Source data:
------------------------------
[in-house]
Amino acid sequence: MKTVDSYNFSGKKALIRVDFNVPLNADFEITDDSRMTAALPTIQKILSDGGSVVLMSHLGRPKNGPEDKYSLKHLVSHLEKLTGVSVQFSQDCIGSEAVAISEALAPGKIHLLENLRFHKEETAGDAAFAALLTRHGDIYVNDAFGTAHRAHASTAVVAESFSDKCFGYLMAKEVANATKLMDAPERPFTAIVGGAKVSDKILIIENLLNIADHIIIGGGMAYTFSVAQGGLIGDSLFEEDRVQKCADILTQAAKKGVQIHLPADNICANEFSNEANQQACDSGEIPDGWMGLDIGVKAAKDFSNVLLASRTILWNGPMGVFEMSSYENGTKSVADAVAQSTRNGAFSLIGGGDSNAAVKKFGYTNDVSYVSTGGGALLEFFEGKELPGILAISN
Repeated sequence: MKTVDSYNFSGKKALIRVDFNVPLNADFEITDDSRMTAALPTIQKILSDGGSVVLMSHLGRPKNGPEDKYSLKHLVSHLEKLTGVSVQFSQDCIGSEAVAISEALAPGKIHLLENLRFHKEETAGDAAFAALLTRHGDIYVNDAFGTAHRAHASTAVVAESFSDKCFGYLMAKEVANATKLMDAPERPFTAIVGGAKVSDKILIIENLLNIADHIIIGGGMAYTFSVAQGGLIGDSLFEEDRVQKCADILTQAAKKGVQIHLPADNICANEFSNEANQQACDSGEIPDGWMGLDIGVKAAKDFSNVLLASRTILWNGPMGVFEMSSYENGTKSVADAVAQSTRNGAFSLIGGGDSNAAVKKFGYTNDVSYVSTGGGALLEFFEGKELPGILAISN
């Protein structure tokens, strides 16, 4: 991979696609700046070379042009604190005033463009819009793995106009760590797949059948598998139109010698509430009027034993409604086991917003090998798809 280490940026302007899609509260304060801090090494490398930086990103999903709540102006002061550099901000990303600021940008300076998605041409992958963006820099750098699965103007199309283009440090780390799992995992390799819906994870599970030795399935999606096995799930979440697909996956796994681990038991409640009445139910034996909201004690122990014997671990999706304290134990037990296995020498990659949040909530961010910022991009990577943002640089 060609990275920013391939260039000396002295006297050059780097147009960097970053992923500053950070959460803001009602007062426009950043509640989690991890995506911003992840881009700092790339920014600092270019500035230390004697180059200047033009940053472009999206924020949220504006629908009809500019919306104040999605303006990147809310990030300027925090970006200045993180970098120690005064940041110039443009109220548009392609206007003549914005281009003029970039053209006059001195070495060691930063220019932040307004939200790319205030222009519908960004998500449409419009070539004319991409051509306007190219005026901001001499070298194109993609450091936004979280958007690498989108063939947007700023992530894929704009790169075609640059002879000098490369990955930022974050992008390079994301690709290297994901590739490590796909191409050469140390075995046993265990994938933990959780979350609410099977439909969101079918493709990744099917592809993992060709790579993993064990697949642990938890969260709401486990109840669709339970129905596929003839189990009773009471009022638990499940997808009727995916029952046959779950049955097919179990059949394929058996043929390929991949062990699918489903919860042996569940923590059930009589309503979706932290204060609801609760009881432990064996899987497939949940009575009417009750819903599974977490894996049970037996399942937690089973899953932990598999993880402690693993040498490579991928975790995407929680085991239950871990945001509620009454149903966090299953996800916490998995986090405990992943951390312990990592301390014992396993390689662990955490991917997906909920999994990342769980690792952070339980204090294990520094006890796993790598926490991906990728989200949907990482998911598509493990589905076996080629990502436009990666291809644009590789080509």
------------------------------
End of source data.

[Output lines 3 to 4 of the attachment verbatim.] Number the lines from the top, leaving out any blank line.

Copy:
Repeated sequence: MKTVDSYNFSGKKALIRVDFNVPLNADFEITDDSRMTAALPTIQKILSDGGSVVLMSHLGRPKNGPEDKYSLKHLVSHLEKLTGVSVQFSQDCIGSEAVAISEALAPGKIHLLENLRFHKEETAGDAAFAALLTRHGDIYVNDAFGTAHRAHASTAVVAESFSDKCFGYLMAKEVANATKLMDAPERPFTAIVGGAKVSDKILIIENLLNIADHIIIGGGMAYTFSVAQGGLIGDSLFEEDRVQKCADILTQAAKKGVQIHLPADNICANEFSNEANQQACDSGEIPDGWMGLDIGVKAAKDFSNVLLASRTILWNGPMGVFEMSSYENGTKSVADAVAQSTRNGAFSLIGGGDSNAAVKKFGYTNDVSYVSTGGGALLEFFEGKELPGILAISN
């Protein structure tokens, strides 16, 4: 991979696609700046070379042009604190005033463009819009793995106009760590797949059948598998139109010698509430009027034993409604086991917003090998798809 280490940026302007899609509260304060801090090494490398930086990103999903709540102006002061550099901000990303600021940008300076998605041409992958963006820099750098699965103007199309283009440090780390799992995992390799819906994870599970030795399935999606096995799930979440697909996956796994681990038991409640009445139910034996909201004690122990014997671990999706304290134990037990296995020498990659949040909530961010910022991009990577943002640089 060609990275920013391939260039000396002295006297050059780097147009960097970053992923500053950070959460803001009602007062426009950043509640989690991890995506911003992840881009700092790339920014600092270019500035230390004697180059200047033009940053472009999206924020949220504006629908009809500019919306104040999605303006990147809310990030300027925090970006200045993180970098120690005064940041110039443009109220548009392609206007003549914005281009003029970039053209006059001195070495060691930063220019932040307004939200790319205030222009519908960004998500449409419009070539004319991409051509306007190219005026901001001499070298194109993609450091936004979280958007690498989108063939947007700023992530894929704009790169075609640059002879000098490369990955930022974050992008390079994301690709290297994901590739490590796909191409050469140390075995046993265990994938933990959780979350609410099977439909969101079918493709990744099917592809993992060709790579993993064990697949642990938890969260709401486990109840669709339970129905596929003839189990009773009471009022638990499940997808009727995916029952046959779950049955097919179990059949394929058996043929390929991949062990699918489903919860042996569940923590059930009589309503979706932290204060609801609760009881432990064996899987497939949940009575009417009750819903599974977490894996049970037996399942937690089973899953932990598999993880402690693993040498490579991928975790995407929680085991239950871990945001509620009454149903966090299953996800916490998995986090405990992943951390312990990592301390014992396993390689662990955490991917997906909920999994990342769980690792952070339980204090294990520094006890796993790598926490991906990728989200949907990482998911598509493990589905076996080629990502436009990666291809644009590789080509």